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Around the World with Captain Mercer: Cairns

Wednesday, Feb. 29, 2012:

We arrived in Cairns at 8 a.m. at the cruise terminal. The long entrance channel is tide restricted, vessels such as ours can only enter at certain states of tide and we were fortunate that an 0600 pilot, a reasonably civilised hour, was suitable for us. Even so, we have to transit the channel slowly, as the depth under the keel is only just over 2 metres, that ‘squat’ that I have previously talked about having its effect once again.

The city itself is surrounded by mountains, which slope down to a valley in which Cairns lies. As with most places where human habitation has developed, Cairns lies on a river and it is the estuary (and river) that we transit.

The mountains are cloaked in a mist of rain, with darker clouds looming above and a drizzle, with occasional heavier showers continue throughout our stay.

I took some time off and joined one of our tours, the Great Barrier reef experience, which involved boarding a high-speed catamaran and then sailing to Sudbury reef, about 40 miles to the south-east of Cairns.

Here, I was surprised to find, (as I hadn’t read the shore-excursion blurb), a massive floating pontoon, fully equipped with benches, changing rooms and food hall; not to mention snorkel and scuba gear, glass-bottom and semi-submersible boats and even an additional pontoon on which a helicopter can (and did), land.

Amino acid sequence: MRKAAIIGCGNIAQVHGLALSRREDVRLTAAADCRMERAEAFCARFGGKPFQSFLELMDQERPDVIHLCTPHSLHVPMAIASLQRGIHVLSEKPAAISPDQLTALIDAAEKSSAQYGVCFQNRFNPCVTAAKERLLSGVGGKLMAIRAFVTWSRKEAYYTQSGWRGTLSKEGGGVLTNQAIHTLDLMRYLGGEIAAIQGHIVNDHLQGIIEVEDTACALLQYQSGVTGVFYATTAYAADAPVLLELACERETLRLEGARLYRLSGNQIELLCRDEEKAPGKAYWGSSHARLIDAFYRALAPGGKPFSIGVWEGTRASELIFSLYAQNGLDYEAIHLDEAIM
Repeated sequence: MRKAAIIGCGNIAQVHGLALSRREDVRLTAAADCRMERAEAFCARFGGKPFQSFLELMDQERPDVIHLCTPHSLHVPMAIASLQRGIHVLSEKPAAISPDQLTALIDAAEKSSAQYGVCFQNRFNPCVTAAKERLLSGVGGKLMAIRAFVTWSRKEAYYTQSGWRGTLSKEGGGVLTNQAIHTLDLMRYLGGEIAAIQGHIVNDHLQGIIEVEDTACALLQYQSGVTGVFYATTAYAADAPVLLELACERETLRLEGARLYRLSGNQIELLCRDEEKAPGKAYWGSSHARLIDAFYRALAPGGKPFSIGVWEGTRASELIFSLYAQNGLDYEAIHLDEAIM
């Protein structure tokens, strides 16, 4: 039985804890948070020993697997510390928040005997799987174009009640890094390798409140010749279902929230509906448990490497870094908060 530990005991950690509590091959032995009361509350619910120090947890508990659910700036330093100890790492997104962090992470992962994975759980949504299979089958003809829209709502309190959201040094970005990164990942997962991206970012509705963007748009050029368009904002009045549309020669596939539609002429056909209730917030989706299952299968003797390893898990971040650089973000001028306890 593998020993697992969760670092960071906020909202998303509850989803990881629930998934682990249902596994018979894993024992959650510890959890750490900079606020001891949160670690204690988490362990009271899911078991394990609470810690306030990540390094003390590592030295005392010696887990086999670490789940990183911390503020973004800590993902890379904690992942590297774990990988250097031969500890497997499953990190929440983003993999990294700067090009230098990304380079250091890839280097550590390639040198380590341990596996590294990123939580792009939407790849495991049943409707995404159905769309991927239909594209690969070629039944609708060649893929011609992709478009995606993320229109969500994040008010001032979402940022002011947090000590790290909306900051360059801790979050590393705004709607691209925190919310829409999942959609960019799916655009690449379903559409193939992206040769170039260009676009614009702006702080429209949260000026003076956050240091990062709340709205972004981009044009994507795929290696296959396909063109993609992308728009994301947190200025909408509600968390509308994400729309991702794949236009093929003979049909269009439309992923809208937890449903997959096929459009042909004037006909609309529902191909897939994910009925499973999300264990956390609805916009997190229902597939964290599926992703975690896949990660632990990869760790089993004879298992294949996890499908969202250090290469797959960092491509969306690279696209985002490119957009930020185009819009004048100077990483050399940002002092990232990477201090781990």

What followed was the most unbelievable experience and one which will remain with me always. In crystal-clear water, varying in depth from a few feet to 30, I swam with fish of every shape and size, multitudes of them; coral of varying descriptions and colours were in abundance and I spent some 10 minutes swimming over and alongside a beautiful turtle. The boats provided equally wondrous sights, apart from the thousands of fish, we spotted ‘whaler’ and ‘white-tipped’ sharks, slowly cruising the deeper depths (and well away from us, thank you very much :-)).

Despite the rain in Cairns, here, on the reef, the weather was gloriously sunny, the water a sapphire blue, an experience of a lifetime and all the guests on board were one of the same mind.

Back to the Amsterdam and catch up on the emails before grabbing a sleep; due to those tide restrictions, we have to sail at 3:30 a.m., an uncivilised hour this time.

1 Comment
  • Bill Hobart

    Thank you Captain,

    I enjoy your blog.

    Your comment today of your sailing time cleared up the reason for the early sailing that I had noted on some of the blogs of your trip.

    Best regards,

    Bill Hobart

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